Sindbad is the star of the show, but Chandu is the show-stealer. He’s cute, but his appeal isn’t just in that he sits there and looks cute. He displays personality throughout, and he’s helpful, mischievous, and endearing—all without any dialogue. He’s right up there for me in terms of original theme park characters, behind only the original Figment and Dreamfinder.

Chandu should be the “star” of Tokyo DisneySea, not Duffy. If Disney would take the risk and bring this expensive of an original attraction (rather than one based on Disney or licensed films) to the United States, I think Chandu would catch on in a big way here.


Most guests probably wouldn’t notice if a few of the individual Animatronics in Sindbad’s were missing, but the collective presence of all of those Animatronics creates an experience that will leave most guests muttering “wow” repeatedly as they float through the scene. You don’t get that reaction by cutting as much as you can that “might go unnoticed.”

Rooms like those in Sindbad’s like that is truly a situation where the whole is much more than a sum of the parts. I could not identify a single missing figure or two, but I can identify the feeling of wonder and awe I get when I see that whole scene alive with singing and dancing Audio Animatronics. It’s a feeling that is impossible to quantify, which may be cause for concern in Disney’s current culture where creative decisions seem to be made more and more by “numbers guys” and less by the creatives in Imagineering, but it’s the feeling you should get when experiencing a Disney attraction.

It does surprise me that Sindbad’s Storybook Voyage has not caught on more. I think this is mostly due to location. It’s tucked back in the quietest corner of the park (although they recently added a spinner, Jasmine’s Flying Carpets, to get more people back there), which could partly explain the issue. It also might be due to the original dark story of Sindbad’s Seven Voyages not appealing to guests, and perhaps the local fanbase doesn’t “buy” Sindbad’s about-face? Maybe it actually is decently popular, it just has such a high capacity that it’s never busy? All things being equal, Sindbad’s Storybook Voyage deserves at least a constant 20-minute wait.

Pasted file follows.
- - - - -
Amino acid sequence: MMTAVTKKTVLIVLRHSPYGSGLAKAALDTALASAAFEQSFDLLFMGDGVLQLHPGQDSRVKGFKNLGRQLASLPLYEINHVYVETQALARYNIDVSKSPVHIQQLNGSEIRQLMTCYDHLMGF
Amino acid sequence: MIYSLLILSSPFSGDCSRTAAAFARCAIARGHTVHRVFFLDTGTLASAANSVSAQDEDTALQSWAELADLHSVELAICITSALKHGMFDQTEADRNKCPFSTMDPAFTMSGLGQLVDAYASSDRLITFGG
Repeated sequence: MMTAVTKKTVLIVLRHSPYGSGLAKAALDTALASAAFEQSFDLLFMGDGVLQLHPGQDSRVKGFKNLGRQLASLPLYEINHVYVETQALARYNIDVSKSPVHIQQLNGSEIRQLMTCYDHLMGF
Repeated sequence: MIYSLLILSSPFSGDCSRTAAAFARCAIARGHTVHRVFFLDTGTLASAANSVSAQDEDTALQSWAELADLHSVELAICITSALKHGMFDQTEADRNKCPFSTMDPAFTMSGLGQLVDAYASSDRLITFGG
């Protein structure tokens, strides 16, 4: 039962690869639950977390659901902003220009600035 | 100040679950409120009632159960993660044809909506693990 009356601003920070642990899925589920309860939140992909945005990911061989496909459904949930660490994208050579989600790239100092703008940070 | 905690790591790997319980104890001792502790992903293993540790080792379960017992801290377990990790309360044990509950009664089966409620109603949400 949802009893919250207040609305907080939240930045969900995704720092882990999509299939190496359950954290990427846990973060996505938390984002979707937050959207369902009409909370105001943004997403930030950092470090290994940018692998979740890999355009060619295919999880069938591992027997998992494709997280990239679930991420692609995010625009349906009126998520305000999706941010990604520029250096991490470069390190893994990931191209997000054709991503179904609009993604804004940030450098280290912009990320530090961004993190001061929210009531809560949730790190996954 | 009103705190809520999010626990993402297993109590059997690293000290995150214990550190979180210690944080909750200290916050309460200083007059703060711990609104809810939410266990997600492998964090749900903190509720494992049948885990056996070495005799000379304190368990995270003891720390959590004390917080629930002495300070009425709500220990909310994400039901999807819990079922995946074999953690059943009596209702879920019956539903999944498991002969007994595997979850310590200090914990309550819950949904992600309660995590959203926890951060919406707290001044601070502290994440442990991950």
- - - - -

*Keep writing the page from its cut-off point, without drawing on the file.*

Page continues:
Sindbad’s lack of popularity is inexplicable to me, and can’t be based on its quality. I consider Sindbad’s to be a flawless attraction that combines great storytelling, excellent music, and a great quantity and quality of visuals that helps the attraction resonate emotionally with guests and creates a lot of re-rideability.

Best Modern Dark Ride?


Before getting to whether Sindbad’s Storybook Voyage is the best, it’s probably important to establish what’s meant by this. I don’t mean modern in the sense of technology; I’d pigeonhole those by calling them “Next Generation” dark rides. I mean modern in the sense that these rides are relatively new, and not from the first generation of dark rides built at Disneyland, or even from the generation built for the opening of EPCOT Center. Still, ‘modern’ is relatively subjective, but I’m going to make the cut-off the year 2000, which seems numerically logical, but also is the year when Pooh’s Hunny Hunt opened.

In addition to determining what’s modern, we also have to what’s a dark ride. It could be any ride in the dark, but I view this as too liberal of a definition that opens the door for including rollercoasters and other fast moving attractions (like Indiana Jones Adventure). It could also be any ride that uses a certain type of technology, but such a definition wouldn’t be evergreen. To me, a dark ride is a slow-moving indoor attraction that emphasizes scenes through which a story is told or vignettes are displayed.


By my tally, there are 5 attractions that meet this definition and are worth mentioning in competition for the title of best: Pooh’s Hunny Hunt, Monster’s Inc. Ride & Go Seek, Mystic Manor, Pirates of the Caribbean: Battle for the Sunken Treasure, and Sindbad’s Storybook Voyage. We’ve experienced all of these in person. Of these, I’d consider Sindbad’s Storybook Voyage a dark horse for the title of best. Here’s why it should be considered.